• Plant vines just deep enough to cover the roots well with soil.
  • Water well at the time of planting.

Care

How to Grow Kiwi Vines

  • Unless it has been rainy, give the plants supplemental watering during the height of summer or during other dry periods.
  • Do not fertilize in the first year. After that, fertilize with a well-balanced fertilizer or soybean meal in the spring.
  • Start training the flexible vines up a support during the first year of planting. 
  • Prune the lateral growth (if not flowering) 2 to 3 times during the growing season. 
  • Kiwi plants flower and fruit on old wood. 
  • Regularly remove water sprouts (vigorous shoots originating from older wood) and shoots from the trunk.
  • Prune female vines during the winter months, when the plant is dormant. Prune male vines in early summer after bloom.
  • In cold areas, the vines of hardy kiwi may die back to the ground each year. Remove the dead stems and mulch with leaves or straw.

Kiwifruit on vines.

How to Propagate Kiwi Vines

  • Kiwi can be propagated from seeds. Here’s how:
    • Remove the seeds from a mature kiwi and let the seeds dry for two days. 
    • Place the seeds in a container with moist perlite and refrigerate at 40°F (4°C) for 2 months. 
    • Plant the seeds ⅛ inch deep in moist sterile potting mix and cover the container with plastic wrap.
    • Place the container in a warm, bright spot and keep the soil moist.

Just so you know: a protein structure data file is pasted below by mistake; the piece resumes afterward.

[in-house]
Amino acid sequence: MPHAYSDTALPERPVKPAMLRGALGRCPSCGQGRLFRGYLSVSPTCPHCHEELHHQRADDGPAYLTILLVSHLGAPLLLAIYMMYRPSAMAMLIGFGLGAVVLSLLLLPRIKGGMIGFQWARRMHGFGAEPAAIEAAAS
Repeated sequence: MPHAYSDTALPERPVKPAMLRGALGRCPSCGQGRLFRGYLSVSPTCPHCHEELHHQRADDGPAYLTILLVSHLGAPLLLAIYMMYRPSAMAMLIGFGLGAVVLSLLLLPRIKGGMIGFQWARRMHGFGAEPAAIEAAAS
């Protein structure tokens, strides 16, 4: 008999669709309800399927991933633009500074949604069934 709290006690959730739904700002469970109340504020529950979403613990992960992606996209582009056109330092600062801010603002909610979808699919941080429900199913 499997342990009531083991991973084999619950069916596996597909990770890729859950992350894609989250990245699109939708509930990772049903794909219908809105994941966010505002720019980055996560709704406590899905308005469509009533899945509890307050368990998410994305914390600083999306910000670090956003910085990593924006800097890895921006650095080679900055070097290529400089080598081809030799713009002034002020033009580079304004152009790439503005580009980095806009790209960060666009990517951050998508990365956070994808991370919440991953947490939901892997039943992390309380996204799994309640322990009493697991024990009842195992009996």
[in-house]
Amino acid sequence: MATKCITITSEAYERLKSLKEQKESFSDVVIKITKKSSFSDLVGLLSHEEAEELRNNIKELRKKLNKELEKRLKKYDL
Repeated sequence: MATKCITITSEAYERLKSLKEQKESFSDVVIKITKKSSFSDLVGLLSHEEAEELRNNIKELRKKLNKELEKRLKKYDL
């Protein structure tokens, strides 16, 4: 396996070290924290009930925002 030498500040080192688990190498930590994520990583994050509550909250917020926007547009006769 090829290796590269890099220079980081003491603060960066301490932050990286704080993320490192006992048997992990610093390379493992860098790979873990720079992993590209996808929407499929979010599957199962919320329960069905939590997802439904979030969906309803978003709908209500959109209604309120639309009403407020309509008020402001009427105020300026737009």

• When seedlings start growing, uncover the container. 
    • When the plants have four true leaves, transplant them into individual pots.  
    • When the plants are several inches tall, transplant them outdoors.
  • Kiwis can also be propagated from softwood cuttings (cuttings taken from new growth during the summer): 
    • Cut a kiwi stem into six inch lengths and cut off any growing tip. 
    • Put the cuttings into a glass with an inch of water.
    • In about 3 weeks, the cuttings will have tiny roots at the ends of the cuttings.
    • Plant the cuttings in pots or plant outdoors.

Pests/Diseases

  • Root rot can occur if plants become waterlogged.
  • Phytophthora crown rot

Harvest/Storage

When to Harvest Kiwi Fruit

  • The fruit typically reaches maturity in September/October, which can make it susceptible to early fall frosts in some areas. 
  • Harvest the fruit when they are soft to the touch and ready to be eaten. 
  • Alternatively, if early fall frosts are a concern, harvest kiwi fruits when they are still firm but have black seeds. These fruit can be stored in the refrigerator for up to six weeks. Remove it from the refrigerator and allow it to soften for a couple days before eating.

How to Store Kiwi Fruit

  • Store firm kiwi in the refrigerator or a cooler for up to six weeks. 
  • Freeze firm whole hardy kiwis on a cookie sheet and then put them into plastic freezer bags.

Recommended Varieties

Wit & Wisdom

  • The kiwi was once referred to as “Chinese gooseberry.”
  • Hardy kiwi is rich in vitamins C, A and E, potassium, fiber, calcium, and iron.
  • Hardy kiwi fruit is also known as kiwiberry, baby kiwi, dessert kiwi, grape kiwi, and cocktail kiwi.

Recipes

Cooking Notes

Raw kiwifruit is rich in a protein-dissolving enzyme called actinidain. This makes the kiwi unsuitable for use in dishes that contain milk products or gelatin. If these dishes are not served immediately, the enzyme starts to digest the proteins in the dishes destroying the texture. In gelatin-based dishes, the enzyme can prevent the liquid from solidifying.

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Growing Kiwifruit

Botanical Name Actinidia deliciosa, Actinidia arguta, Actinidia kolomikta
Plant Type Fruit
Sun Exposure Full Sun
Soil Type Loamy, Sandy
Soil pH Slightly Acidic to Neutral
Bloom Time Spring, Summer
Flower Color White
Hardiness Zones 3, 4, 5, 6, 7, 8, 9